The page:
The genocide of Middle Eastern Christians may not be worth reporting in the eyes of the American media, but the obstacles one woman faced in terminating her pregnancy this week were certainly newsworthy.
Over the past couple of days, numerous outlets—including CNN, New York Times, Time, Glamour and Cosmo—have been obsessed with the story of two Irish women who traveled to England to obtain an abortion. Washington Post writer Jenny Starrs wrote of the “desperation that forced their travel,” while Huffington Post’s Jenavieve Hatch praised the “pilgrimage” as a “public act of defiance.” Unsurprisingly, journalists used the story as a news peg for criticizing Ireland’s amazingly pro-life legislation and highlighting the thousands of women who have been “forced” to cross the Irish Sea in order to terminate their pregnancies.
So why were these two women “special”? On August 19—one pregnant, the other a friend—set up an anonymous Twitter account with the handle @TwoWomenTravel. Their goal was to live-tweet updates and pictures from their journey, “in solidarity with all women exiled by @EndaKennyTD [the Irish Prime Minister], his predecessors, and apologists.” Tweets portrayed scenes from the rainy Dublin Airport runway, the abortion clinic waiting room and a post-operative bloodstain on hotel bedsheets.
Each of the social media posts tagged Kenny, who has advocated a constitutional convention to discuss the status of Ireland’s eighth amendment, which currently outlaws abortion unless the health of the mother is at risk. This decision followed a UN human rights panel which accused Ireland of regulations that subjected its women to “cruel, inhuman or degrading” treatment. In other words, not being able to kill their unwanted or disabled babies.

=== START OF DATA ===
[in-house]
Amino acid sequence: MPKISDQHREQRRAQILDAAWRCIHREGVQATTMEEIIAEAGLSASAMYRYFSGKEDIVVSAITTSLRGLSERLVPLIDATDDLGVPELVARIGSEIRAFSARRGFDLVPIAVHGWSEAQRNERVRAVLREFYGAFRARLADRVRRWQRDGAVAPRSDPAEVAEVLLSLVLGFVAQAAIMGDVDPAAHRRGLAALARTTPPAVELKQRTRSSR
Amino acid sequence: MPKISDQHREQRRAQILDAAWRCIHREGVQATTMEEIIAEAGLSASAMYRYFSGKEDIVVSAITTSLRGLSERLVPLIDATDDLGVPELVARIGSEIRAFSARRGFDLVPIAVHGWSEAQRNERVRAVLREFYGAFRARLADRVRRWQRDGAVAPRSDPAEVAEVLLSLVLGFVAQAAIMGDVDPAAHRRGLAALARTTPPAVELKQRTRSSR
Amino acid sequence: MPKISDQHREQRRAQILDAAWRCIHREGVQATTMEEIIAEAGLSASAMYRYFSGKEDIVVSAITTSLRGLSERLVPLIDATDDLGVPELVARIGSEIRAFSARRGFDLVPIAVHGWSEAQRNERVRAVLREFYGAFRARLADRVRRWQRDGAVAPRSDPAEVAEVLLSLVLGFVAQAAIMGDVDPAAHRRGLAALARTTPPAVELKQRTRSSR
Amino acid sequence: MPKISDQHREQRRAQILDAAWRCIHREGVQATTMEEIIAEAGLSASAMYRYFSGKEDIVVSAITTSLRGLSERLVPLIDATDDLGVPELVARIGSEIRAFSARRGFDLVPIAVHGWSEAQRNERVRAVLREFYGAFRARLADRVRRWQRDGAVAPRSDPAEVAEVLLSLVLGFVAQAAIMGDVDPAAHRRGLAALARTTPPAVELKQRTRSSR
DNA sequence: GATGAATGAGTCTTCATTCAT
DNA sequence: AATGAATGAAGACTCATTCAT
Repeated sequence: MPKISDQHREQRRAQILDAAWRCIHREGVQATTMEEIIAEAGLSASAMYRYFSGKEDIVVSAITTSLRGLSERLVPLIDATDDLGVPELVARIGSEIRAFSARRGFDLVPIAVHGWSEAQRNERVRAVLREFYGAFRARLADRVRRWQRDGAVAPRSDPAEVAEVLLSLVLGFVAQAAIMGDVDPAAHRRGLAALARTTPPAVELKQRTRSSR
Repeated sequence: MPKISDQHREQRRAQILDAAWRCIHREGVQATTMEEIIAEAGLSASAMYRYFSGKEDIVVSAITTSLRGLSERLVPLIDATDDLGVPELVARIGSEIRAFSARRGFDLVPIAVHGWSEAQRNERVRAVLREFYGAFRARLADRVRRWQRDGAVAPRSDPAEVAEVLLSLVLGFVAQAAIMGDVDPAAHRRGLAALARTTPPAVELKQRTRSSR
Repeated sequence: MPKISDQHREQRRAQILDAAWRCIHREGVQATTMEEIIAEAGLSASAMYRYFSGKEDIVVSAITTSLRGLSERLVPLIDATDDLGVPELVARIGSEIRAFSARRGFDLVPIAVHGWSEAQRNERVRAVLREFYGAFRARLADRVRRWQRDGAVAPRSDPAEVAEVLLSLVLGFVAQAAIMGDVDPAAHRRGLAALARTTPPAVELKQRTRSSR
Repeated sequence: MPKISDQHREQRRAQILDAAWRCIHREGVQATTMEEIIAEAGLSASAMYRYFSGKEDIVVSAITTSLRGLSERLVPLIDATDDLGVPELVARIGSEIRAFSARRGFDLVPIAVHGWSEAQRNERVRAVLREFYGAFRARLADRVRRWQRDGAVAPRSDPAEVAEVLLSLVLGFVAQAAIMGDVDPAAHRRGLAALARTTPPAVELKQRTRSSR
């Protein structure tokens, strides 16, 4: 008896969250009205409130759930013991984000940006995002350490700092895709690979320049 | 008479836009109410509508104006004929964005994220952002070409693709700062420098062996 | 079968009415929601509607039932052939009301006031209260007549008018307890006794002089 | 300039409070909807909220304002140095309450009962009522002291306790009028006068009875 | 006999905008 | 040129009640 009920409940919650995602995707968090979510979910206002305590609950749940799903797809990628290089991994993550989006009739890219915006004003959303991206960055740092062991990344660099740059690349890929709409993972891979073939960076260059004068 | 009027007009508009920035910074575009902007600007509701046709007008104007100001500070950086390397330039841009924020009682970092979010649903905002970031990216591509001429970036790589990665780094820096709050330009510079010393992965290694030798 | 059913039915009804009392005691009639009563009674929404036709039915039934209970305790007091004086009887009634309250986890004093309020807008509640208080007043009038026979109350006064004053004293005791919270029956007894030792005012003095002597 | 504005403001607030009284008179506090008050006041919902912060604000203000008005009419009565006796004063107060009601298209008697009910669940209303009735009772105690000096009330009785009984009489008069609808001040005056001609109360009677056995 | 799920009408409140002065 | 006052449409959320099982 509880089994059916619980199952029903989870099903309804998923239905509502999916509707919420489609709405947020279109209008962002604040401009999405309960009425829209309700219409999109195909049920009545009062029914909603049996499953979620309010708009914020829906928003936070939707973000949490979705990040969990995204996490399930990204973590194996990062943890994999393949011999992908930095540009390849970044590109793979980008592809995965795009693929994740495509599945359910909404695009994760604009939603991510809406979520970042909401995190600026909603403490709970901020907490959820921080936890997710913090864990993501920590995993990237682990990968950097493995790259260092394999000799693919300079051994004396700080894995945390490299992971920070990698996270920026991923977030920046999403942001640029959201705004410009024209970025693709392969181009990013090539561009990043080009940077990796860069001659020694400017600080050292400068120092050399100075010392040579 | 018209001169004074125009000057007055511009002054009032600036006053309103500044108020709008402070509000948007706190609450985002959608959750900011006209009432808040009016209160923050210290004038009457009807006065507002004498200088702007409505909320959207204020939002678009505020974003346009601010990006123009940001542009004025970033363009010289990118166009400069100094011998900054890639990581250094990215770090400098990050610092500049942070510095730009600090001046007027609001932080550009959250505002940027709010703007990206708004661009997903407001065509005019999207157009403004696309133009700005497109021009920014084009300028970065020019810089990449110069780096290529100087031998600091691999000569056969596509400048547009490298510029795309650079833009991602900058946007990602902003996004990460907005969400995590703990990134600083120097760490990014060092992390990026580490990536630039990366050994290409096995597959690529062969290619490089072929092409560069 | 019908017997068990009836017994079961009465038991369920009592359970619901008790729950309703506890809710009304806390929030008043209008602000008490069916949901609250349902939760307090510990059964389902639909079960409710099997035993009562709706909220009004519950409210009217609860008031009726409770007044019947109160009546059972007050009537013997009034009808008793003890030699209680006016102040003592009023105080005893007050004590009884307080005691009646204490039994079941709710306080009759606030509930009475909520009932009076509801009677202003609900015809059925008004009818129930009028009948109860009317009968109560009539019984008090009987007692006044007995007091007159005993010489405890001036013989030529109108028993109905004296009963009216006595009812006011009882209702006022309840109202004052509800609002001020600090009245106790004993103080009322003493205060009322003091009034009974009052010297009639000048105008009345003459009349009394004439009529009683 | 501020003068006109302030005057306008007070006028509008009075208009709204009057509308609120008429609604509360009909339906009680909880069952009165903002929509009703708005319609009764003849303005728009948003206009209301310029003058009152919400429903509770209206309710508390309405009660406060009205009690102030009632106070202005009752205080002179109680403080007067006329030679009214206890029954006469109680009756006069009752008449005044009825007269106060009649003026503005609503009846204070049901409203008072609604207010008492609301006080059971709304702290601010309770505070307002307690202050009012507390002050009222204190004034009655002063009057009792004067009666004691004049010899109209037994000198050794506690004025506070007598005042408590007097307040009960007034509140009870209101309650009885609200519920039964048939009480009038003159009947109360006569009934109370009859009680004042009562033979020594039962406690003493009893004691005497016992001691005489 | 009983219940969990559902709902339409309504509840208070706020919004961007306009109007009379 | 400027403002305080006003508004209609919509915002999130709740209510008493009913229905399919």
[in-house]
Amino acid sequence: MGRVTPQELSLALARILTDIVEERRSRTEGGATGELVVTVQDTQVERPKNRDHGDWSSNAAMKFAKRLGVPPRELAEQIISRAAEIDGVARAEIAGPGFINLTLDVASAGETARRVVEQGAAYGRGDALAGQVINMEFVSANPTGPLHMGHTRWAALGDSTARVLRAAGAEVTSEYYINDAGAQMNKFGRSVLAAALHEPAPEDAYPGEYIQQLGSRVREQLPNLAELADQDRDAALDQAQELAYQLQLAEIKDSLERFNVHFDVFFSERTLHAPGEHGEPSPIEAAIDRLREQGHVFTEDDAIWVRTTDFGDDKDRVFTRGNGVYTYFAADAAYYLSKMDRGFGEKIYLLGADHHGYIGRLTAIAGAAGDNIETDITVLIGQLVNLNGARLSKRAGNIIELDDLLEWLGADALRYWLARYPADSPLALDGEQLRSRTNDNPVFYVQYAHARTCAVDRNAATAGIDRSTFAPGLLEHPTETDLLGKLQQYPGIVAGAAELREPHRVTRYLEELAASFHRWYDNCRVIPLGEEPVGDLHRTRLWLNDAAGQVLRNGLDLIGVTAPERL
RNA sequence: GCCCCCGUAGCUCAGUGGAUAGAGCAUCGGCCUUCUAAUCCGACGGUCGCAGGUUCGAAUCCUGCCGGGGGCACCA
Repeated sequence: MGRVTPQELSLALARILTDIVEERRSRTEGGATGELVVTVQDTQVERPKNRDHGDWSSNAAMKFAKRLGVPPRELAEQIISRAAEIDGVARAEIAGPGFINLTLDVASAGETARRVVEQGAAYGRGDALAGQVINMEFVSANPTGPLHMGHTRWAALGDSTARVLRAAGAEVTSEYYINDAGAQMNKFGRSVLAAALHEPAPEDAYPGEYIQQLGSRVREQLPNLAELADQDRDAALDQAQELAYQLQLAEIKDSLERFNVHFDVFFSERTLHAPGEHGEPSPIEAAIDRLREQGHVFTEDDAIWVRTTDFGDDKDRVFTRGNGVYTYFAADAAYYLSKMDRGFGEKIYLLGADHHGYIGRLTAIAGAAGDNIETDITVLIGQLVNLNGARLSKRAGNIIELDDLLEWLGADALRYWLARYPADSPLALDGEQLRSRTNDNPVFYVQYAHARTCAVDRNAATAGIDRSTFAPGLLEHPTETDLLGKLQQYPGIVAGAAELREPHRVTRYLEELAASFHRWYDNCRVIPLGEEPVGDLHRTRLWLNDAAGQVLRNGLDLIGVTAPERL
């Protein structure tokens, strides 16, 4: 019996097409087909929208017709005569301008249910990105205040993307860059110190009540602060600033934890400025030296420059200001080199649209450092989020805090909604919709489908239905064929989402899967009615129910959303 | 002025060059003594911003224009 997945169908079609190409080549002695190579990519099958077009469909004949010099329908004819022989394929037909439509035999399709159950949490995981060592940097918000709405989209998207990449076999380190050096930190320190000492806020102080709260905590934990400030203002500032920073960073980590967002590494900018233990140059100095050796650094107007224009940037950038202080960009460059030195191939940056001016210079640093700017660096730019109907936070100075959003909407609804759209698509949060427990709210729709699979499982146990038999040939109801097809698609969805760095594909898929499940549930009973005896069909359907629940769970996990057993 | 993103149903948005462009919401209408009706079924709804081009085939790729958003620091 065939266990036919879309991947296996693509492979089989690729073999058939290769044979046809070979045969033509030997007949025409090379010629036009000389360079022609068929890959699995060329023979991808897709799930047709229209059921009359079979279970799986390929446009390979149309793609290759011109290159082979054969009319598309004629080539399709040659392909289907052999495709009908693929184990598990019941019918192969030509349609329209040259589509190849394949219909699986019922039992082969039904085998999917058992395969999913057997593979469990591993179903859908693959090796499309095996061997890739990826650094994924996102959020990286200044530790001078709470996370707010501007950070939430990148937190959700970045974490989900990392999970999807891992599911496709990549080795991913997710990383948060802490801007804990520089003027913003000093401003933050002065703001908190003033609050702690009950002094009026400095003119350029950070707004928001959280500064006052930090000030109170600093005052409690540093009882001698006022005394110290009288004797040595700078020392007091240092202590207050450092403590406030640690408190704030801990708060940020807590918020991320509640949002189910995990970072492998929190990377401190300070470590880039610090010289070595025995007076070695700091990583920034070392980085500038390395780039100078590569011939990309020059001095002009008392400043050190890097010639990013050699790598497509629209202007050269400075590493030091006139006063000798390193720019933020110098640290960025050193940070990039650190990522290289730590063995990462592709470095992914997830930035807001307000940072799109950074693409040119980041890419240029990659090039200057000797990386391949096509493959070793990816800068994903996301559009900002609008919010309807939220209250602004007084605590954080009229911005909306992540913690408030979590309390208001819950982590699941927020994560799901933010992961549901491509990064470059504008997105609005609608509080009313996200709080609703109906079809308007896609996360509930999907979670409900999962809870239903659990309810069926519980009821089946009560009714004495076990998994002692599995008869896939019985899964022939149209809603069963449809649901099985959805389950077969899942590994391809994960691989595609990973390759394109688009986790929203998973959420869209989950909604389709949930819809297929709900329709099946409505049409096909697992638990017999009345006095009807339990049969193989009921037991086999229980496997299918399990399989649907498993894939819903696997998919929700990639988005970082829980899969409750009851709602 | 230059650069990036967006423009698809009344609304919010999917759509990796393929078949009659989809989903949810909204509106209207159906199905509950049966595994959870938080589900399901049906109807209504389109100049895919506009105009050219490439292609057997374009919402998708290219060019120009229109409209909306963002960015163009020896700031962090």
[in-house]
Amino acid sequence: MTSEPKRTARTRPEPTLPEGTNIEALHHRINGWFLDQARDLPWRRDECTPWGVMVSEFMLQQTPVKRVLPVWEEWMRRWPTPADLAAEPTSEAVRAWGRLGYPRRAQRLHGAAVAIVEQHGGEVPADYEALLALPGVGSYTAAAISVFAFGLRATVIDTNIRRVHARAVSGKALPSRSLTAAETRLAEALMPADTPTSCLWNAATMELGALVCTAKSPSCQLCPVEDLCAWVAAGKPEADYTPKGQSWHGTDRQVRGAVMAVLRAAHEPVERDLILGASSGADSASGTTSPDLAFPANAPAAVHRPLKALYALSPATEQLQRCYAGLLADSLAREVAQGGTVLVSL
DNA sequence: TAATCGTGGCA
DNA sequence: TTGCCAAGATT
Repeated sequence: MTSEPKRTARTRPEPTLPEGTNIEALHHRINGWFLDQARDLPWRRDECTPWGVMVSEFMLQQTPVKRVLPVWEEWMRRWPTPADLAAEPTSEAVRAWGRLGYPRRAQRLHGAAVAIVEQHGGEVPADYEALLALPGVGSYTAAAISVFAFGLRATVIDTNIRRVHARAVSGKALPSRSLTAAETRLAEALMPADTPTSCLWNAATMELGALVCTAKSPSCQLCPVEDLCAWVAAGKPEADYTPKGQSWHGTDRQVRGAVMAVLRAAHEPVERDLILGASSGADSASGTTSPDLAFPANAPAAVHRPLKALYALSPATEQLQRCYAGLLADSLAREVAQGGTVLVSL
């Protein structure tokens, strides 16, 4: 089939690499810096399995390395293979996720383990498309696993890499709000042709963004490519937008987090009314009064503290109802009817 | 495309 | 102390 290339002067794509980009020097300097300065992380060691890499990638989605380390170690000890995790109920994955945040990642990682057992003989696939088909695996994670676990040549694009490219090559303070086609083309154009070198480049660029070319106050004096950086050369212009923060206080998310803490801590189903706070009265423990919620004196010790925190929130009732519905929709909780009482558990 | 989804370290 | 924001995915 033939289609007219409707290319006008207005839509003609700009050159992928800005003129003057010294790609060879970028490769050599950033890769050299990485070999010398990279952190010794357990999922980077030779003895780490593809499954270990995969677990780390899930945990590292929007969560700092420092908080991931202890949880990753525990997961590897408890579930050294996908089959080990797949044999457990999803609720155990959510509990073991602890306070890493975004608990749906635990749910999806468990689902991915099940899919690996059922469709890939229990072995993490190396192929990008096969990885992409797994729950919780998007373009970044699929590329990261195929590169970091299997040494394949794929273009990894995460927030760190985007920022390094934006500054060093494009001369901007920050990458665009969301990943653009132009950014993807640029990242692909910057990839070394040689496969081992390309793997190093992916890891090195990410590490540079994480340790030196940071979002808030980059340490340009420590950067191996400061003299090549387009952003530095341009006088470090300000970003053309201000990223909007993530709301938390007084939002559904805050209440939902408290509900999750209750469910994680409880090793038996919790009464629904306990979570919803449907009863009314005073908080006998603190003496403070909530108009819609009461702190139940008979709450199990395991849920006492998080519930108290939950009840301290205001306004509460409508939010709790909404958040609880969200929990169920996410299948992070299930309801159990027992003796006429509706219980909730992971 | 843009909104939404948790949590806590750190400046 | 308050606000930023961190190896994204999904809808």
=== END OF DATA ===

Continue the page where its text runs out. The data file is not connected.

We stand in solidarity with all women exiled by @EndaKennyTD, his predecessors, and apologists. #twowomentravel pic.twitter.com/aNk2e0MMLd— Two Women Travel (@TwoWomenTravel) August 20, 2016
Early Saturday morning, Late Late Show comedian James Corden helped direct attention to the women by tweeting: “Today, @TwoWomenTravel but you’re not on your own in this. So many people are with you. X” By the end of the weekend, the @TwoWomenTravel Twitter account had thousands of followers. Many commenters called them “brave,” and tweeted their “compassion” for and “solidarity” with the women.
Today, @TwoWomenTravel but you're not on your own in this. So many people are with you. X— James Corden (@JKCorden) August 20, 2016
Ireland, Northern Ireland and Poland have faced intensive scrutiny and disdain from much of the Western world, which views their protection of life as backward. Because of this, a coalition of pro-choice groups have taken it upon themselves to fly abortion pills by drone to these countries. When Women on Waves flew drugs from Germany to Poland, Jezebel writer Natasha Vargas-Cooper suggested that Americans take the hint and build their own “abortion drone army.”
It’s a sad truth. Abortion is a genocide that the media will gladly cover—yet, never from the perspective of the murdered.